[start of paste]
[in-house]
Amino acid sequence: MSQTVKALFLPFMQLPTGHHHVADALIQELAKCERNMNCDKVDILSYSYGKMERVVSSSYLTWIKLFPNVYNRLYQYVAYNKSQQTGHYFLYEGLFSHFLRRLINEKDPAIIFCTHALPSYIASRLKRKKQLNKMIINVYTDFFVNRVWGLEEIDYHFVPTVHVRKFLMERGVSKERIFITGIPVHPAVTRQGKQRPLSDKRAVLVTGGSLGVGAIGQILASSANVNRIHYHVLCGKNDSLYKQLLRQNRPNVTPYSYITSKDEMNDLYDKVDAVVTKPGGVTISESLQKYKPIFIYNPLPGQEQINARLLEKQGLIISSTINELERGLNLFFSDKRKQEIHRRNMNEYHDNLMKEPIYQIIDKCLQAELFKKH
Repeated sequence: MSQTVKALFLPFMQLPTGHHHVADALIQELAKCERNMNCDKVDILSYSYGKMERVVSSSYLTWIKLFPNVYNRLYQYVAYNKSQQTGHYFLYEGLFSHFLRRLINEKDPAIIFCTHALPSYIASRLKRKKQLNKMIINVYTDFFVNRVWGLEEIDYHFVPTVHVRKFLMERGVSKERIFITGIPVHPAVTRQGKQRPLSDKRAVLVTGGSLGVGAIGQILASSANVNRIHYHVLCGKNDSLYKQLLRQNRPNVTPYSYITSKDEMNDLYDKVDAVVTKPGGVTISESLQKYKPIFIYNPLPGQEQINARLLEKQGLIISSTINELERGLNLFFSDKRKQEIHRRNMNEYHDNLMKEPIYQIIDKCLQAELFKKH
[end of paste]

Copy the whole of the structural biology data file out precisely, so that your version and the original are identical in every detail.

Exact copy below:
[in-house]
Amino acid sequence: MSQTVKALFLPFMQLPTGHHHVADALIQELAKCERNMNCDKVDILSYSYGKMERVVSSSYLTWIKLFPNVYNRLYQYVAYNKSQQTGHYFLYEGLFSHFLRRLINEKDPAIIFCTHALPSYIASRLKRKKQLNKMIINVYTDFFVNRVWGLEEIDYHFVPTVHVRKFLMERGVSKERIFITGIPVHPAVTRQGKQRPLSDKRAVLVTGGSLGVGAIGQILASSANVNRIHYHVLCGKNDSLYKQLLRQNRPNVTPYSYITSKDEMNDLYDKVDAVVTKPGGVTISESLQKYKPIFIYNPLPGQEQINARLLEKQGLIISSTINELERGLNLFFSDKRKQEIHRRNMNEYHDNLMKEPIYQIIDKCLQAELFKKH
Repeated sequence: MSQTVKALFLPFMQLPTGHHHVADALIQELAKCERNMNCDKVDILSYSYGKMERVVSSSYLTWIKLFPNVYNRLYQYVAYNKSQQTGHYFLYEGLFSHFLRRLINEKDPAIIFCTHALPSYIASRLKRKKQLNKMIINVYTDFFVNRVWGLEEIDYHFVPTVHVRKFLMERGVSKERIFITGIPVHPAVTRQGKQRPLSDKRAVLVTGGSLGVGAIGQILASSANVNRIHYHVLCGKNDSLYKQLLRQNRPNVTPYSYITSKDEMNDLYDKVDAVVTKPGGVTISESLQKYKPIFIYNPLPGQEQINARLLEKQGLIISSTINELERGLNLFFSDKRKQEIHRRNMNEYHDNLMKEPIYQIIDKCLQAELFKKH